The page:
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Nicomachean Ethics


Book VI

Summary Book VI


We have been told that virtue comes about by choosing a mean between vicious extremes according to the right principle. This is only as helpful as telling a sick person that health comes about by choosing medicine according to what a doctor might prescribe. That is, we have no helpful understanding of virtue until we learn what this right principle is. To learn about the right principle, we must examine the intellectual virtues.

The soul is divided into a rational part and an irrational part. The rational part can be further divided into a contemplative part, which studies the invariable truths of science and mathematics, and a    calculative part, which deals with the practical matters of human life. Right reasoning with respect to the contemplative intellect   corresponds to truth. With the practical intellect, right reasoning corresponds to proper deliberation that leads to making the right choice.

There are five intellectual virtues by which the soul arrives at truth. First, scientific knowledge arrives at eternal truths by means of deduction or induction. Second, art or technical skill involves production according to proper reasoning. Third, prudence or practical wisdom helps us to pursue the good life generally. Fourth, intuition helps us to grasp first principles from which we derive scientific truths. Fifth, wisdom is a combination of scientific knowledge and intuition, which helps us arrive at the highest truths of all. Political science is a species of prudence, since it involves ensuring the good life for an entire city.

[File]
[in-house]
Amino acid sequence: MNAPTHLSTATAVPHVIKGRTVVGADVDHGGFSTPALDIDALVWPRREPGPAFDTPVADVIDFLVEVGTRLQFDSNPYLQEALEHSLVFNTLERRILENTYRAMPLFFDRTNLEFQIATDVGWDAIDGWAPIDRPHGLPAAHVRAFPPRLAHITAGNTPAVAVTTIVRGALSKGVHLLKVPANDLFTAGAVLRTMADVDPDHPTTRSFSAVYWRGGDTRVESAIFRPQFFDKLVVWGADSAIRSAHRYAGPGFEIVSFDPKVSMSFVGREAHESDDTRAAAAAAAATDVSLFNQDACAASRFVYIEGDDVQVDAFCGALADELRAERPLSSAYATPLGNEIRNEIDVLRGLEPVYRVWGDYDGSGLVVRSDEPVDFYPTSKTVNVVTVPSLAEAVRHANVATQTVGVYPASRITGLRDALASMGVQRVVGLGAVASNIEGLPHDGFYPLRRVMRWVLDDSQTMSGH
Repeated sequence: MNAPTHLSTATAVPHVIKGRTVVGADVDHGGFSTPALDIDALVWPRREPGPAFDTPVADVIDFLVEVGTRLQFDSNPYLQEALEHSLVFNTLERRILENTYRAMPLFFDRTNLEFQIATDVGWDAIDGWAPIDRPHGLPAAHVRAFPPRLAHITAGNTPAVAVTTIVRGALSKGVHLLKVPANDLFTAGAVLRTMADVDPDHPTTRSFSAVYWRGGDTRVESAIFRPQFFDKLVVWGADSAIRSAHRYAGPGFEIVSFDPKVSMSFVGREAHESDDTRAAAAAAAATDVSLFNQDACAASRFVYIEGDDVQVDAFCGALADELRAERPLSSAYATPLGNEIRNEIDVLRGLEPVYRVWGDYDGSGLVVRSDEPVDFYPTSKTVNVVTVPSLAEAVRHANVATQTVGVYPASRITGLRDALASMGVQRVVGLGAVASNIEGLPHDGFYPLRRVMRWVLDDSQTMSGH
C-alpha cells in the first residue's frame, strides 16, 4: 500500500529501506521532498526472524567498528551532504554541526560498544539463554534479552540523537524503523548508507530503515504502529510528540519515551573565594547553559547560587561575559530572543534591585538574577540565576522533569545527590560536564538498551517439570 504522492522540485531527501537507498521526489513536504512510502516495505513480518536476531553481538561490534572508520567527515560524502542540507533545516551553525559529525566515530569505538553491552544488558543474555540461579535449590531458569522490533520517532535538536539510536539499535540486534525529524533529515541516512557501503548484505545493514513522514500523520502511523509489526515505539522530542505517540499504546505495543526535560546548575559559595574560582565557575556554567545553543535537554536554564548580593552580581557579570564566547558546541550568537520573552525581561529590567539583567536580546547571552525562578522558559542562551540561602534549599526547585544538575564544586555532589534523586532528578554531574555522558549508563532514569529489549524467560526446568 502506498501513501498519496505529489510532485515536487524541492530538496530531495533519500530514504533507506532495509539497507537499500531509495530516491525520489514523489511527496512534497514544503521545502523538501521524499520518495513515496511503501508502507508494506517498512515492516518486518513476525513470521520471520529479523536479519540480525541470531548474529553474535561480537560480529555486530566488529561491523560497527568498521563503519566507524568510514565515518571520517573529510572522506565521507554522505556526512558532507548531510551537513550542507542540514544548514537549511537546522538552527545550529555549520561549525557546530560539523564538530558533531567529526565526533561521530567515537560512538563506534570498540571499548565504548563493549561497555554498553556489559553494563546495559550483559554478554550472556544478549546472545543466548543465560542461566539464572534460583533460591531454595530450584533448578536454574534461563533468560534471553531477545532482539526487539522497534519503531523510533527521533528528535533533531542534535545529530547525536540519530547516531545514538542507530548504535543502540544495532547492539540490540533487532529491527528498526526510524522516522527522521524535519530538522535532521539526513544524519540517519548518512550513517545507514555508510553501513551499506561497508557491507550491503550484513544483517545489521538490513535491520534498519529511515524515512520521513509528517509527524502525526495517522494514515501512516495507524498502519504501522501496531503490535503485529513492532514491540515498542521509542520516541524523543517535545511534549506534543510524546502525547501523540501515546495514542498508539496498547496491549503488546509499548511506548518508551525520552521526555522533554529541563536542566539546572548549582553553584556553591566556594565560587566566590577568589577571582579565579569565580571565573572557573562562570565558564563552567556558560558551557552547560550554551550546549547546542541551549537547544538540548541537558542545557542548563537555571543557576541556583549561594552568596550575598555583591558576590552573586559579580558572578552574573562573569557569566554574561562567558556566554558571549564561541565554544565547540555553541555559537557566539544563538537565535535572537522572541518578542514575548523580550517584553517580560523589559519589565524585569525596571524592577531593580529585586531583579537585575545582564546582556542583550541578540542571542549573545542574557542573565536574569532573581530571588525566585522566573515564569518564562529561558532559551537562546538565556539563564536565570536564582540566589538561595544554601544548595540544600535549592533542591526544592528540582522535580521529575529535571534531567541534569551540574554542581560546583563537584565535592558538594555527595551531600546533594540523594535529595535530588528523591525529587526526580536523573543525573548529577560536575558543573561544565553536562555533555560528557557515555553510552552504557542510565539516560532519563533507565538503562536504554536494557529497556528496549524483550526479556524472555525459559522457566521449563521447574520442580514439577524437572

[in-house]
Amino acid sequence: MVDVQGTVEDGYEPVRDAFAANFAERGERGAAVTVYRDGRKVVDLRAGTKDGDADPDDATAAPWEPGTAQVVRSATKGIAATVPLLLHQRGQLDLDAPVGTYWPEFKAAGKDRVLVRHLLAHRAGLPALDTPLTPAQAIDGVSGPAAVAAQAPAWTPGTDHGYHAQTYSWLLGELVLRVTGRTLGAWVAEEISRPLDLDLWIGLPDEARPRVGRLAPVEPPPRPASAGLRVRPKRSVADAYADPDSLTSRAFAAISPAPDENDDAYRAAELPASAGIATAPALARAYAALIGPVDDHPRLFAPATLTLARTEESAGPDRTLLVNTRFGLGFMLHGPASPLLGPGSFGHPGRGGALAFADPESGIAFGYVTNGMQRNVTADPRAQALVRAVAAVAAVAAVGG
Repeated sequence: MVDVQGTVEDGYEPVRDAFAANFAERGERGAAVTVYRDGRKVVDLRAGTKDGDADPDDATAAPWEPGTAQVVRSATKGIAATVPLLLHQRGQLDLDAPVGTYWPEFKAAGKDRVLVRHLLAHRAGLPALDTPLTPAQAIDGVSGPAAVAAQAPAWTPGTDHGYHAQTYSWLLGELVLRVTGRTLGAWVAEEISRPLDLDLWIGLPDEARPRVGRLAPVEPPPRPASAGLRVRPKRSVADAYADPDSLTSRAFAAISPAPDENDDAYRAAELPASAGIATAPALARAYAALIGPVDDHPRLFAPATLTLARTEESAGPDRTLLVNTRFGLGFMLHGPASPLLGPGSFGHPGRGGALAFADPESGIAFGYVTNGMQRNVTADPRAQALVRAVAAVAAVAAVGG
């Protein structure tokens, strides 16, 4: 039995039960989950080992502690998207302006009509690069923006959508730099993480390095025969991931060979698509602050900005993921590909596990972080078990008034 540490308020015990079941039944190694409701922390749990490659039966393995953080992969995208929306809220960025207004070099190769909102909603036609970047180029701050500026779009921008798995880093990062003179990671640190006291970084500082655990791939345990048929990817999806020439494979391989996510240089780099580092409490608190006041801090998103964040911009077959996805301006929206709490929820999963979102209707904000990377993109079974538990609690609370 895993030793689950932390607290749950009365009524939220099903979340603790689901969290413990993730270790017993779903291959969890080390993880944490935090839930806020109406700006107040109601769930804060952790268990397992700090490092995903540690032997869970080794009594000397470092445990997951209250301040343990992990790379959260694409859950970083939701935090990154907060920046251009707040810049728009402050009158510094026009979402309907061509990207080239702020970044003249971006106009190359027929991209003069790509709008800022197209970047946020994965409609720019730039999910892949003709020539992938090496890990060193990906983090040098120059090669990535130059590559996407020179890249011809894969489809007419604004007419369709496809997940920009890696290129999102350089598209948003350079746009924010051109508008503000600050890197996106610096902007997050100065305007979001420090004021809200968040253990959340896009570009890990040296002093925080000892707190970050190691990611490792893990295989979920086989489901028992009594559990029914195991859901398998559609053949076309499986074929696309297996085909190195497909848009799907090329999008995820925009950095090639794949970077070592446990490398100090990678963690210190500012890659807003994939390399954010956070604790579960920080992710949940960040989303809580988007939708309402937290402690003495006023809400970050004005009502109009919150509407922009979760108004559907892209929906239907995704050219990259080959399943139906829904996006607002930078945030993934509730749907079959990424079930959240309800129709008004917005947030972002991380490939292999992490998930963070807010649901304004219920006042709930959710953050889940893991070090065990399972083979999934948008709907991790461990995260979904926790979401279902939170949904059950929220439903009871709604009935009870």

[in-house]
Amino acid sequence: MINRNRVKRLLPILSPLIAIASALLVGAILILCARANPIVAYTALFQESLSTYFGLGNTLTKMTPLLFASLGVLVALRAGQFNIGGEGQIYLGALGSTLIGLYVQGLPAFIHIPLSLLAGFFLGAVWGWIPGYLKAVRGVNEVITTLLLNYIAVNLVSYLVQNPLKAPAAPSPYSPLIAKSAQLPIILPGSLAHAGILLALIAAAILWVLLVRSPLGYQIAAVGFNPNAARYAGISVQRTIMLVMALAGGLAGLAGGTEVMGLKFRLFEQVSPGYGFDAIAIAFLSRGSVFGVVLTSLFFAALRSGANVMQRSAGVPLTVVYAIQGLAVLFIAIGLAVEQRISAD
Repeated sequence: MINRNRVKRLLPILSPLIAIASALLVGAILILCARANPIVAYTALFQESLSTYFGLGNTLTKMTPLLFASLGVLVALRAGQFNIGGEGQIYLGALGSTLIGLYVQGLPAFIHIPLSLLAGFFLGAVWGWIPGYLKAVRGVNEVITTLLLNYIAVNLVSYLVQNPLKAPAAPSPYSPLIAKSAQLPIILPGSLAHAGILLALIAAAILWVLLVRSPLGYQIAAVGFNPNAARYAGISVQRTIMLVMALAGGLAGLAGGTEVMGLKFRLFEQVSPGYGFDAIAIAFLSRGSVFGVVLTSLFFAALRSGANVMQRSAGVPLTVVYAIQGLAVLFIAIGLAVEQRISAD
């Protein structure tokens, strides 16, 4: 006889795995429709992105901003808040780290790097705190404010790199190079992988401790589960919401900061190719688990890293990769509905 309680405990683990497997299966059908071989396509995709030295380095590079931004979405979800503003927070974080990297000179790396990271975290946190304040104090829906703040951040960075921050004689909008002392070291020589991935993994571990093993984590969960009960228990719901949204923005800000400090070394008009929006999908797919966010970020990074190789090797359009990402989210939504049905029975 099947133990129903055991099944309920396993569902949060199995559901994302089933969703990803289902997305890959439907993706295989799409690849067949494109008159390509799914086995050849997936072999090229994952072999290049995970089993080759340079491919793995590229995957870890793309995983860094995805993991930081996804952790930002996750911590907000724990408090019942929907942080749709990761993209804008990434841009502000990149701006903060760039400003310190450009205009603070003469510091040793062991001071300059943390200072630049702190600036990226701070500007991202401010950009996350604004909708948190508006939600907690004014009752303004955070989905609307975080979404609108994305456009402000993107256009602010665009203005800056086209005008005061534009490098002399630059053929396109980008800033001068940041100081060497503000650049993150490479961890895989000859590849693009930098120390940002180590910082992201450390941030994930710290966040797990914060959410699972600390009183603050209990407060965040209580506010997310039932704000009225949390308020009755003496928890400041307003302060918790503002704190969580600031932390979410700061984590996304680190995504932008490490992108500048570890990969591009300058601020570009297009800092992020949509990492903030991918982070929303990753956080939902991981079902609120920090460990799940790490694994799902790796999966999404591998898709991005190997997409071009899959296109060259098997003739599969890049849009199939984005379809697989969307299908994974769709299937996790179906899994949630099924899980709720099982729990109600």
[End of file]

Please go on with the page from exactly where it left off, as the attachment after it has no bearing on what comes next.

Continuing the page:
Resourcefulness, or good deliberation, is not the same thing as scientific knowledge, opinion, or conjecture. It is a process that helps achieve the ends envisaged by prudence. Understanding is a form of judgment regarding practical matters, which helps us determine what is equitable. Judgment, understanding, prudence, and intuition are all natural gifts that help us determine the right course of action.

The intellectual virtues help us to know what is just and admirable, and the moral virtues help us to do just and admirable deeds. We might wonder what value the intellectual virtues have, then, since knowledge is useless without action. First, the intellectual virtues lead to happiness, and so are ends in themselves. Second, the intellectual virtues help us determine the best means to the ends at which the moral virtues teach us to aim. Without prudence and cleverness, a well-disposed person can never be truly virtuous, because these intellectual virtues help us grasp the right principles of action.


At the beginning of Book II, Aristotle distinguishes between moral virtues, which we learn through habit and practice, and intellectual virtues, which we learn through instruction. Books II to V deal with the moral virtues. Book VI turns to intellectual virtues.